In his speech, he praised Snowden, asking, “Who violated international law?
“Ask ourselves: Is it a young person who rebelled and said the truth about United States espionage toward the world, or a government like the one from the United States?”
In his speech Friday and in previous comments, Maduro has characterized Snowden as a hero who has opened the door to U.S. war plans. Maduro has not explained the reference, but on Friday, he added that the “United States has launched bombs and armed the terrorist opposition in Syria against the people of Syria and against the legitimate president, Bashar al-Assad.”
“Who is the terrorist?” Maduro asked. “Who is the world criminal?”
Maduro’s comments have played well in some countries in Latin America, where there is indignation that Bolivian President Evo Morales’s plane was apparently not allowed to cross the airspace of some European countries Tuesday because of the belief that Snowden was hiding aboard.
Morales, Maduro and several other leaders said the United States was responsible, a claim American officials neither admitted nor denied.
The scrape led to an emergency meeting of the Unasur group of nations Tuesday in Bolivia in which Morales and the leaders of Venezuela, Argentina, Ecuador and Uruguay issued strongly worded statements against the United States and European countries accused of having blocked the flight path of Morales’s plane.
The only obvious route to Venezuela by commercial flight that would avoid a country friendly to the United States is by Aeroflot though Havana. Flights leave Moscow for Cuba Saturday, Sunday, Monday, Tuesday and Thursday. But that flight would have to pass over Europe, and after France, Spain and Italy denied overflight rights to Bolivia’s presidential plane earlier in the week, it is not clear whether there could be interference with an Aeroflot flight if it was known that Snowden was aboard.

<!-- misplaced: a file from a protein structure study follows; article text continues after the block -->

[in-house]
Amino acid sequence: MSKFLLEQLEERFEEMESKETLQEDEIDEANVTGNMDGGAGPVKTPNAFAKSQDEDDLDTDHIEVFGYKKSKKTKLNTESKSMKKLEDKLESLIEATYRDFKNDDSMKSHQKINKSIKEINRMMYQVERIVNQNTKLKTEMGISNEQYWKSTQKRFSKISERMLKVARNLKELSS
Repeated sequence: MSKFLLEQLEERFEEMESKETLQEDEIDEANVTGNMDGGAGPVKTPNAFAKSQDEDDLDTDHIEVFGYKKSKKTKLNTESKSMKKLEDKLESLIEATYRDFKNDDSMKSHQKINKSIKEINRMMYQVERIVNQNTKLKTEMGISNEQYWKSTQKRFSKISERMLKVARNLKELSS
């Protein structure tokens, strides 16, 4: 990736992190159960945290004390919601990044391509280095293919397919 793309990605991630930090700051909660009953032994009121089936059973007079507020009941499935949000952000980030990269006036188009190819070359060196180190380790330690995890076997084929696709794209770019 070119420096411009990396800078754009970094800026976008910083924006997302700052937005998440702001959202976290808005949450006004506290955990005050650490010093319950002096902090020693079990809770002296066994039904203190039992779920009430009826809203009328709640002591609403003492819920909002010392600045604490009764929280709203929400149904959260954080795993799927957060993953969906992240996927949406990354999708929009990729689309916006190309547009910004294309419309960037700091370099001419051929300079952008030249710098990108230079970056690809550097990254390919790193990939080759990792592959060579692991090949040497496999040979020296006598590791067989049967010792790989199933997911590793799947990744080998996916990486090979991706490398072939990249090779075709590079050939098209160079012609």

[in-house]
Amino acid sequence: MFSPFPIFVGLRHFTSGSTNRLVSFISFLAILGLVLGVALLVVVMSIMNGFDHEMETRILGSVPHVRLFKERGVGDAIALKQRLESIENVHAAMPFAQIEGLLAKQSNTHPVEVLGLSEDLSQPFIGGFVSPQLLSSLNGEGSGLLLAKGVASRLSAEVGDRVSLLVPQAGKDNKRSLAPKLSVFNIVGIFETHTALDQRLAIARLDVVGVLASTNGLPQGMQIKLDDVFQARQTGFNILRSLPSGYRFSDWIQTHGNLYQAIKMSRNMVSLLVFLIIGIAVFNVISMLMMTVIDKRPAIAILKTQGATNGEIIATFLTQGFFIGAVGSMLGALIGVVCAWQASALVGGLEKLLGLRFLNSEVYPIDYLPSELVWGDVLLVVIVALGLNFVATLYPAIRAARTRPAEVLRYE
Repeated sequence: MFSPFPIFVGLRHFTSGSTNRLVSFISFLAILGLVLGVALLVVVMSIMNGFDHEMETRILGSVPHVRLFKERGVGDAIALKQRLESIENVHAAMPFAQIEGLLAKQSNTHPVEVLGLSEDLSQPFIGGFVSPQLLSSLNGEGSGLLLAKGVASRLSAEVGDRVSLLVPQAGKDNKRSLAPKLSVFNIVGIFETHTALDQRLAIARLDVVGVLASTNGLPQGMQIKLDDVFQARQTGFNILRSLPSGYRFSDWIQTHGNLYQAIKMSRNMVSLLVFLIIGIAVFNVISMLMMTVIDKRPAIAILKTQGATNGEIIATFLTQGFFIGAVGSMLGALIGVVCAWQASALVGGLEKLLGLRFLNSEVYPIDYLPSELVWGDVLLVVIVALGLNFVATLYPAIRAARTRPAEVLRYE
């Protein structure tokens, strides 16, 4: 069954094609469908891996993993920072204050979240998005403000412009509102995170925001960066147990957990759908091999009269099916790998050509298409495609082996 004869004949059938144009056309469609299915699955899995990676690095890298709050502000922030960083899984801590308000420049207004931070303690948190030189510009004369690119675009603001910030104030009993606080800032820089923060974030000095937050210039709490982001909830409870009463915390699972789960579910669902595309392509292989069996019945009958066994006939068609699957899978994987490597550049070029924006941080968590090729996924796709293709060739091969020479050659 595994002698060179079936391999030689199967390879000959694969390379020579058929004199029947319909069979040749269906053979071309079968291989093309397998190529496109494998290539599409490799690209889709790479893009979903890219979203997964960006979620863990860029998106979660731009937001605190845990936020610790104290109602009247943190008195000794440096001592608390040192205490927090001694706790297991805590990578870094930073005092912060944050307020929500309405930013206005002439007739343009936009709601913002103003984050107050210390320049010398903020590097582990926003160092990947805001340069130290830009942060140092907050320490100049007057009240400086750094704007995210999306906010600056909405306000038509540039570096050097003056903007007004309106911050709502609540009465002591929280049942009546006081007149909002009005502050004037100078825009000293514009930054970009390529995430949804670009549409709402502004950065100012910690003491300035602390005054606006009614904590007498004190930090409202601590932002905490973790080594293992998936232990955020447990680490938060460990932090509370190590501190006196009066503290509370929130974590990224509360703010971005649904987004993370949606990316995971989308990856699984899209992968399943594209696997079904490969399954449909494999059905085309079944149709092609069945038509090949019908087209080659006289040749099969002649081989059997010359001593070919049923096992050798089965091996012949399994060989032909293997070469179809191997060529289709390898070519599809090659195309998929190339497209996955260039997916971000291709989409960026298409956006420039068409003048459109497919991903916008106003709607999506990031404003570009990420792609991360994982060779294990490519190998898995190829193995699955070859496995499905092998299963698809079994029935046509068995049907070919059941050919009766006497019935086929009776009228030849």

Russian authorities have said that Snowden must have proper travel documents in order to board a flight, which he has lacked ever since his American passport was revoked. But they have also said, in public at least, that they are eager to see him go.
On Friday, another country close to Venezuela and hostile to the Obama administration, Nicaragua, said it was willing to offer asylum to Snowden “if circumstances allow it,” as President Daniel Ortega put it.
But Venezuela, which has ample oil-fueled coffers and a deep antipathy toward Washington, has been most forceful in praising Snowden’s actions.
Indeed, on Tuesday in Moscow, where he was attending an energy conference, Maduro spoke frequently about Snowden, saying his revelations showed how “the imperialist elite of the United States want to control the world, that they spy on friends and foes, that they spy on the whole world.”
While he was in Moscow, Maduro attended a ceremony renaming a street after Hugo Chavez, the late Venezuelan president. Igor Sechin, who as the head of the state-owned Russian oil giant Rosneft and one of the most powerful men in the Kremlin’s inner circle had gone to Caracas as President Vladimir Putin’s representative at Chavez’s funeral, made an emotional appearance at the renaming.
Forero reported from Bogota, Colombia; Englund reported from Moscow.